Harvard Health Letter

Music to their ears it is not

Tone deafness may be caused by differences in connections between parts of the brain.

Many of us can't sing very well, and we don't need Simon Cowell to tell us. We mouthed our way through school chorus and the singing parts of religious services. Even now, we belt it out only in the shower or in the car — alone, with the windows closed. We consider ourselves tone deaf, and we have plenty of company: About one in seven people count themselves among the tone deaf.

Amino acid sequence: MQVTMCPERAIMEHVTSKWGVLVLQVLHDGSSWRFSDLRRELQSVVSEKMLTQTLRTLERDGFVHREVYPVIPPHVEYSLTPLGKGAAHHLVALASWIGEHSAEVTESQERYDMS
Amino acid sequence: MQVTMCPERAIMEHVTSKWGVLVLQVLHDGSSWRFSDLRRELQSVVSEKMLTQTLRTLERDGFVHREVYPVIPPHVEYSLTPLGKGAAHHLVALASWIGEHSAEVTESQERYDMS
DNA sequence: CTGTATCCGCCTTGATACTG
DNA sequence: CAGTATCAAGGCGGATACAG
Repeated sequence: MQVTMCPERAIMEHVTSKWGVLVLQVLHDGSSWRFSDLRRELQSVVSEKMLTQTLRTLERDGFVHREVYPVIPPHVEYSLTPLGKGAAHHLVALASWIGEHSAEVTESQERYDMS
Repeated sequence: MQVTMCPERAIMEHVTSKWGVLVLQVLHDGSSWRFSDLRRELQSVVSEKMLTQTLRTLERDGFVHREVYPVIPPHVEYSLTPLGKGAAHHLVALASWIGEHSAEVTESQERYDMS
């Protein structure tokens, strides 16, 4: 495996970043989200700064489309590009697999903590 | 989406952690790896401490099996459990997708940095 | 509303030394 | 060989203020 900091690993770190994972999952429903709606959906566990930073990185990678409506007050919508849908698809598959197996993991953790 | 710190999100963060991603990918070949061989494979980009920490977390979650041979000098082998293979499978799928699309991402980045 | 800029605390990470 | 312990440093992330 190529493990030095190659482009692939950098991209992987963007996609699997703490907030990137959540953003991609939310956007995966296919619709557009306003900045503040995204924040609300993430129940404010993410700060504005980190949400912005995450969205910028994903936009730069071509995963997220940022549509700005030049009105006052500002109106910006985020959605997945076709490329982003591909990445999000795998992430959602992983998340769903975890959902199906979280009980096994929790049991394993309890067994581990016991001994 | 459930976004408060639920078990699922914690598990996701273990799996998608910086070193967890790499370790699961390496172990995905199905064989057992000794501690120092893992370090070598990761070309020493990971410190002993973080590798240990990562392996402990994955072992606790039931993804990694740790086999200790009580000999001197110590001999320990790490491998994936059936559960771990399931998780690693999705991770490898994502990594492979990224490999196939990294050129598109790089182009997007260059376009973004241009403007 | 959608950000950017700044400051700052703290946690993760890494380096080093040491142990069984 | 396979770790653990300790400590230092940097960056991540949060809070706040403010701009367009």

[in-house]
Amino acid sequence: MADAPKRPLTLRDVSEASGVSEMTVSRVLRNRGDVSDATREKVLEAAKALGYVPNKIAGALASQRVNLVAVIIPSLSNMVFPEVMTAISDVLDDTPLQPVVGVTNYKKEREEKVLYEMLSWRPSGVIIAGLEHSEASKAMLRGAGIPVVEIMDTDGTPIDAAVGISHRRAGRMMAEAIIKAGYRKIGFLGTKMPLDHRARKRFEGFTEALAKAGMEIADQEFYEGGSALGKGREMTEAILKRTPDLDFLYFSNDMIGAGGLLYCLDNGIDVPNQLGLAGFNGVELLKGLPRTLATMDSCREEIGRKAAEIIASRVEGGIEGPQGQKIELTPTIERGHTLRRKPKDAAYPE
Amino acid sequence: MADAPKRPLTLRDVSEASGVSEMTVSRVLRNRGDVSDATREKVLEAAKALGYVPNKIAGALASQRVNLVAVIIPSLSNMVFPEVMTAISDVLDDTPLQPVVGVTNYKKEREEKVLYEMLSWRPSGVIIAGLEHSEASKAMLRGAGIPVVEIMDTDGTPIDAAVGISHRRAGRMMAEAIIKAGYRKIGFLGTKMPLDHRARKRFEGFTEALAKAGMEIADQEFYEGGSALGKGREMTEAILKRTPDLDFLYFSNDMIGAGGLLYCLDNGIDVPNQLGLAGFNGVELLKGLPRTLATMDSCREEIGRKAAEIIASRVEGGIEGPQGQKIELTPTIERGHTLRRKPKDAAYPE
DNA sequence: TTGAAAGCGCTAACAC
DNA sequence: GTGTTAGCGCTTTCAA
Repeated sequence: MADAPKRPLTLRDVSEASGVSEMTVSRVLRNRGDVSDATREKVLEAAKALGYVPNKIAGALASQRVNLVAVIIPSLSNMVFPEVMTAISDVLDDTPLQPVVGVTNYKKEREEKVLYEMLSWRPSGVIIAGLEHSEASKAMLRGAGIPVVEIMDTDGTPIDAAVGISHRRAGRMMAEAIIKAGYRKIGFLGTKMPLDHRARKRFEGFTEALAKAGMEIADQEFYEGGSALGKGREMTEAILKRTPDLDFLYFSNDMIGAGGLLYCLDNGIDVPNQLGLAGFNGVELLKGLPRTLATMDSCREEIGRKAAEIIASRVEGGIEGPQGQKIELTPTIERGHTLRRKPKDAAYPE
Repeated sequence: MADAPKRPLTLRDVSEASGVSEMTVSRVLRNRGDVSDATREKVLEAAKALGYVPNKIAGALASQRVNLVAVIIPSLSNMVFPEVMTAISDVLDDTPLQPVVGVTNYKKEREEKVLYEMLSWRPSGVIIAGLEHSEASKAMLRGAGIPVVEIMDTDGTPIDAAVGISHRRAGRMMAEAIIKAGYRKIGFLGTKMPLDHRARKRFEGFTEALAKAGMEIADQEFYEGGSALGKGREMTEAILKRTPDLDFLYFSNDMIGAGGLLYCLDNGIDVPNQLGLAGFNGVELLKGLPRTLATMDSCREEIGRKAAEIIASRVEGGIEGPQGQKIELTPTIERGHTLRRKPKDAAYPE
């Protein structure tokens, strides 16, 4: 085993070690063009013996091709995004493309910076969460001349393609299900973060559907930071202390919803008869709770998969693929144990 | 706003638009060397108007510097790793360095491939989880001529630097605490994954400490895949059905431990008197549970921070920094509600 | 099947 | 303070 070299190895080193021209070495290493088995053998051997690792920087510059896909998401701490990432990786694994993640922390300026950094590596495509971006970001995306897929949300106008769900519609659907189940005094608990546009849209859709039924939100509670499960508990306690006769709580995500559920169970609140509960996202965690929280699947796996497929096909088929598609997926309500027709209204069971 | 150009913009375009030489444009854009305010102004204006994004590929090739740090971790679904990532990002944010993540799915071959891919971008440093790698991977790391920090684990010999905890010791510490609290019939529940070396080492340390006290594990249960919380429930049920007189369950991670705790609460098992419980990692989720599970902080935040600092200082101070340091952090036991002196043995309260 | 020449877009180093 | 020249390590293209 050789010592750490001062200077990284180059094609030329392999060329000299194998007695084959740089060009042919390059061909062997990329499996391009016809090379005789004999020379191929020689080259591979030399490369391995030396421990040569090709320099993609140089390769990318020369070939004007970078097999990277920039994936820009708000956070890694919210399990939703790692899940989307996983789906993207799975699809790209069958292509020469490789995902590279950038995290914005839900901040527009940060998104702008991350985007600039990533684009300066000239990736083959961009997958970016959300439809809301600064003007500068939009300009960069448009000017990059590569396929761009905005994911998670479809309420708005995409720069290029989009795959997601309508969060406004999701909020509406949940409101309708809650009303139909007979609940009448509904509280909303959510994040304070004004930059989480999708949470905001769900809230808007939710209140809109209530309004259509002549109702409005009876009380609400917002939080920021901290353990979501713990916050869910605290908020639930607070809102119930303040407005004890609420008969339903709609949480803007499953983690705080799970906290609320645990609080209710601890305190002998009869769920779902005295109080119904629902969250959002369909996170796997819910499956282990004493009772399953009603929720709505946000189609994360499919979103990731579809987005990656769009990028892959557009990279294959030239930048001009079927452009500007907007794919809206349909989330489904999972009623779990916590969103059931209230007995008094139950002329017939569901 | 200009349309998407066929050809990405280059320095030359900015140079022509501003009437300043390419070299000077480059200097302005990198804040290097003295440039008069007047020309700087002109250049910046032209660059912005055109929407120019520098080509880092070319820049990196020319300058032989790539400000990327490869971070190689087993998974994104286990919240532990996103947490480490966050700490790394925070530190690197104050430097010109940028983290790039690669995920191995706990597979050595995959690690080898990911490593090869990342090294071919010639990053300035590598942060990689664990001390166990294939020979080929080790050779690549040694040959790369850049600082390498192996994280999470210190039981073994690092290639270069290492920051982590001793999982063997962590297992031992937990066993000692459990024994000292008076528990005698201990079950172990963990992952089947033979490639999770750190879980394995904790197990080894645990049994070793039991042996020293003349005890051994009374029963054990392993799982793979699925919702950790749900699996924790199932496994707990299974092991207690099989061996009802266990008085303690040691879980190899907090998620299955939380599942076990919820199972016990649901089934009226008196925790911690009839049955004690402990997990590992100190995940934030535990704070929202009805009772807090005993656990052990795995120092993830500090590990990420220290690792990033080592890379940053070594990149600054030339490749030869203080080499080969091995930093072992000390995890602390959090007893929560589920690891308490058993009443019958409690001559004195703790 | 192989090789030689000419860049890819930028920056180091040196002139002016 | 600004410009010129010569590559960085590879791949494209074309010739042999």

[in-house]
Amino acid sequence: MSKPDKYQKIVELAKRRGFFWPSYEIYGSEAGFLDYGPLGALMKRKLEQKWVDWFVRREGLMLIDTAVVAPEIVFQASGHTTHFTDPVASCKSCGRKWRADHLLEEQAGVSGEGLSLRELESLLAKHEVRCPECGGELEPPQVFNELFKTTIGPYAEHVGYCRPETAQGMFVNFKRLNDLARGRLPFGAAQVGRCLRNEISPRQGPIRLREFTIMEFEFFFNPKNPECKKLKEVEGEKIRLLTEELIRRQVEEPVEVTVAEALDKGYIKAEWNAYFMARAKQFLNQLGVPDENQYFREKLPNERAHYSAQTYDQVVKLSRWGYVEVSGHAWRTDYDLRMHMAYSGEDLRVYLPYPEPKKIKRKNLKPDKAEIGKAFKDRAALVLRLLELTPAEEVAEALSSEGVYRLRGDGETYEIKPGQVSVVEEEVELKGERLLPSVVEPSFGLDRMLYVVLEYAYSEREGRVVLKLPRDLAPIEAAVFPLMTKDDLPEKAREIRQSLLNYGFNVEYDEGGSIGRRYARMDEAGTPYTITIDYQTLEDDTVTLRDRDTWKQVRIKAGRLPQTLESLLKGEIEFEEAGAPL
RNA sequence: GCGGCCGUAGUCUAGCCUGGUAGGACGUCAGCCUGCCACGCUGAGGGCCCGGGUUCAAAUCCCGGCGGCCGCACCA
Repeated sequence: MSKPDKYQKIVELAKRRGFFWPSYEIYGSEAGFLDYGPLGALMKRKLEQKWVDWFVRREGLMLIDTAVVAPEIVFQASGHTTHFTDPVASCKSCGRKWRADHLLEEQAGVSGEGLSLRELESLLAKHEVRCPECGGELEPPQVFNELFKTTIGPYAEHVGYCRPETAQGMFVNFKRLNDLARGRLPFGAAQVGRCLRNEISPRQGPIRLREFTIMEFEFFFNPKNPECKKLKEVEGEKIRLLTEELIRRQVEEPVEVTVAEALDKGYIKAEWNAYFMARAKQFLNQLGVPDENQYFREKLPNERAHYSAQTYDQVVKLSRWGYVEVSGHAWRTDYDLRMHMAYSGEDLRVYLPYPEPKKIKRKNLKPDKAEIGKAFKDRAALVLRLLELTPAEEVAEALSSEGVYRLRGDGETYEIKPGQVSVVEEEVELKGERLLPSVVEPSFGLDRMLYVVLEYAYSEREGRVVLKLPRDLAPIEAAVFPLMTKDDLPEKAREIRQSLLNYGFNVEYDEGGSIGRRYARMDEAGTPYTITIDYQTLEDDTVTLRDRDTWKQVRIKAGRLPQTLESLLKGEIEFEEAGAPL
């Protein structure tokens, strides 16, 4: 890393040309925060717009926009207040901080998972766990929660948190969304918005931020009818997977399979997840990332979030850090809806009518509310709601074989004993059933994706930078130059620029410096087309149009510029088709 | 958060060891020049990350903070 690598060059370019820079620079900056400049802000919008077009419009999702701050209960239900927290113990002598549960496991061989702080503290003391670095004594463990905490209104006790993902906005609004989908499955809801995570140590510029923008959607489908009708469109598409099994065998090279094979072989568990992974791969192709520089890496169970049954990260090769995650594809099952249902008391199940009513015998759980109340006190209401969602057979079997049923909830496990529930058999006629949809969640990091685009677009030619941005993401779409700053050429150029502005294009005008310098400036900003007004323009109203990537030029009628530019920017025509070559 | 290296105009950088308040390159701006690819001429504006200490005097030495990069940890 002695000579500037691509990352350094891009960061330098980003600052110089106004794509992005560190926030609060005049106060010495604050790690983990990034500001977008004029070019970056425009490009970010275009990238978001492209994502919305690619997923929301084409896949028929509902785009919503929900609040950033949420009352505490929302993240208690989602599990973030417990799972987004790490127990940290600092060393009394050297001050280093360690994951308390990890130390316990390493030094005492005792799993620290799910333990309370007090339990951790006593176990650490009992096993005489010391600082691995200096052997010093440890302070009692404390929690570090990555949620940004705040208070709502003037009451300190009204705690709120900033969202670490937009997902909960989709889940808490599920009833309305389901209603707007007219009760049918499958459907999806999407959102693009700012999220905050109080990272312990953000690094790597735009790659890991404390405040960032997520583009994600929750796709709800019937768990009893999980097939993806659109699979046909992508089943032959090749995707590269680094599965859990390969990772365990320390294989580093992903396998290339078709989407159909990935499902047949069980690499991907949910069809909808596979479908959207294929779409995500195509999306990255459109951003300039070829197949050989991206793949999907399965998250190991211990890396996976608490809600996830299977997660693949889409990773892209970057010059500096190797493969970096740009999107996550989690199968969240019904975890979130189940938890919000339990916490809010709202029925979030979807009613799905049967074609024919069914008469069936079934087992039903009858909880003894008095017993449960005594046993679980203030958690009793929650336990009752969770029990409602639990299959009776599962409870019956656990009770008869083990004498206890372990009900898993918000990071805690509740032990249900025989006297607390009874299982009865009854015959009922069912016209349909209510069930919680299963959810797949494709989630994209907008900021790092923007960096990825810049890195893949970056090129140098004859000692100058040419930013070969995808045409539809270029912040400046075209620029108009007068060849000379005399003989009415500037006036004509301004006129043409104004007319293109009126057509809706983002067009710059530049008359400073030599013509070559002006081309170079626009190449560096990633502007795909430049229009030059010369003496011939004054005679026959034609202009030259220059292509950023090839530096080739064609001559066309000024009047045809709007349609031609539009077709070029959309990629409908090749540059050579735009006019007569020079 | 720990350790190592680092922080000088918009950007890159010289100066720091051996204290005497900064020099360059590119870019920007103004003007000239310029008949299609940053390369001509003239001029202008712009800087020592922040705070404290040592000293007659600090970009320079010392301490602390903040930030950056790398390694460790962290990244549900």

But are we? Being tone deaf tends to be equated with an inability to sing, yet there are plenty of terrible singers who hear music just fine and enjoy listening to it. If the term is used in a stricter — and more literal — sense to mean people who can't perceive music, the numbers get smaller. Using music listening tests, researchers have found that only one in 20 people is truly tone deaf. The main deficit for such people is an inability to hear differences in pitch — how high or low notes are — so following even the simplest melody is hard work, if not impossible.

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